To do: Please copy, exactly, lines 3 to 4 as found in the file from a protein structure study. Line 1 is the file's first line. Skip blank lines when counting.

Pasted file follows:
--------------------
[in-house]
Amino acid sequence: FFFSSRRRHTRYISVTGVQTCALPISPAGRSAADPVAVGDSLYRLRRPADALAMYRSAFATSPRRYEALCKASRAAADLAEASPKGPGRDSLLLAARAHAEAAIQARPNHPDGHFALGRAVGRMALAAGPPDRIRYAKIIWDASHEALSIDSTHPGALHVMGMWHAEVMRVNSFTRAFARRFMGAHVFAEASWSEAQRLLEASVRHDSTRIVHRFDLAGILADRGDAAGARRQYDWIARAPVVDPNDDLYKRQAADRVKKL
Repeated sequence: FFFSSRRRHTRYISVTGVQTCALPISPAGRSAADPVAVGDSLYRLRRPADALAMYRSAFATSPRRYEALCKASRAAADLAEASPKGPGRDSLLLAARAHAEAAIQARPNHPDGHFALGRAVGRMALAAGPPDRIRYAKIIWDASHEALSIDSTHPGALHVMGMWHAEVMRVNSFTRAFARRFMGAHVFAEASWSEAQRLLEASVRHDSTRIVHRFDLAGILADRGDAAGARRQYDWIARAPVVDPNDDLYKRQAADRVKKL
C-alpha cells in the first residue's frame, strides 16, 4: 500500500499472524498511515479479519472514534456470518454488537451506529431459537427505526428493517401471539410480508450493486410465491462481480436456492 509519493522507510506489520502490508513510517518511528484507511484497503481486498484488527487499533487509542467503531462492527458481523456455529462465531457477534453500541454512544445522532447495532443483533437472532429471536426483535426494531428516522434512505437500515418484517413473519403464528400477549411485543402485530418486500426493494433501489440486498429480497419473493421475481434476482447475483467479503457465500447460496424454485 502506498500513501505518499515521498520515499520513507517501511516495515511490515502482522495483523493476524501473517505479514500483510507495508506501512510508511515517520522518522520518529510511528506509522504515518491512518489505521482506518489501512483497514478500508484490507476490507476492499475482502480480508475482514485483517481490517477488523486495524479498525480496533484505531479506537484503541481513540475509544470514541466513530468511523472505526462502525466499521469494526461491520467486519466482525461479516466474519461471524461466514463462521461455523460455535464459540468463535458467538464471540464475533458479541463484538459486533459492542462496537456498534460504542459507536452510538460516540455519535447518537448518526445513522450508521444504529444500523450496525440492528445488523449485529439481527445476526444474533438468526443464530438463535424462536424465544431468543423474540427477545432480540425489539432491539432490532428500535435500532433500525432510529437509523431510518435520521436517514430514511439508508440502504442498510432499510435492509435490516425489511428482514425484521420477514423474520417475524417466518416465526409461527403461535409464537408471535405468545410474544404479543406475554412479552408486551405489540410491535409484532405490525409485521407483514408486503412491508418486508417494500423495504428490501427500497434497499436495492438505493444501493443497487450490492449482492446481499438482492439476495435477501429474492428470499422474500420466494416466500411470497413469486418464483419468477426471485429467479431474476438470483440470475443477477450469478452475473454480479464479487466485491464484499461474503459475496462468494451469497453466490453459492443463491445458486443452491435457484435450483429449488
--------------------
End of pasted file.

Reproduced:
Repeated sequence: FFFSSRRRHTRYISVTGVQTCALPISPAGRSAADPVAVGDSLYRLRRPADALAMYRSAFATSPRRYEALCKASRAAADLAEASPKGPGRDSLLLAARAHAEAAIQARPNHPDGHFALGRAVGRMALAAGPPDRIRYAKIIWDASHEALSIDSTHPGALHVMGMWHAEVMRVNSFTRAFARRFMGAHVFAEASWSEAQRLLEASVRHDSTRIVHRFDLAGILADRGDAAGARRQYDWIARAPVVDPNDDLYKRQAADRVKKL
C-alpha cells in the first residue's frame, strides 16, 4: 500500500499472524498511515479479519472514534456470518454488537451506529431459537427505526428493517401471539410480508450493486410465491462481480436456492 509519493522507510506489520502490508513510517518511528484507511484497503481486498484488527487499533487509542467503531462492527458481523456455529462465531457477534453500541454512544445522532447495532443483533437472532429471536426483535426494531428516522434512505437500515418484517413473519403464528400477549411485543402485530418486500426493494433501489440486498429480497419473493421475481434476482447475483467479503457465500447460496424454485 502506498500513501505518499515521498520515499520513507517501511516495515511490515502482522495483523493476524501473517505479514500483510507495508506501512510508511515517520522518522520518529510511528506509522504515518491512518489505521482506518489501512483497514478500508484490507476490507476492499475482502480480508475482514485483517481490517477488523486495524479498525480496533484505531479506537484503541481513540475509544470514541466513530468511523472505526462502525466499521469494526461491520467486519466482525461479516466474519461471524461466514463462521461455523460455535464459540468463535458467538464471540464475533458479541463484538459486533459492542462496537456498534460504542459507536452510538460516540455519535447518537448518526445513522450508521444504529444500523450496525440492528445488523449485529439481527445476526444474533438468526443464530438463535424462536424465544431468543423474540427477545432480540425489539432491539432490532428500535435500532433500525432510529437509523431510518435520521436517514430514511439508508440502504442498510432499510435492509435490516425489511428482514425484521420477514423474520417475524417466518416465526409461527403461535409464537408471535405468545410474544404479543406475554412479552408486551405489540410491535409484532405490525409485521407483514408486503412491508418486508417494500423495504428490501427500497434497499436495492438505493444501493443497487450490492449482492446481499438482492439476495435477501429474492428470499422474500420466494416466500411470497413469486418464483419468477426471485429467479431474476438470483440470475443477477450469478452475473454480479464479487466485491464484499461474503459475496462468494451469497453466490453459492443463491445458486443452491435457484435450483429449488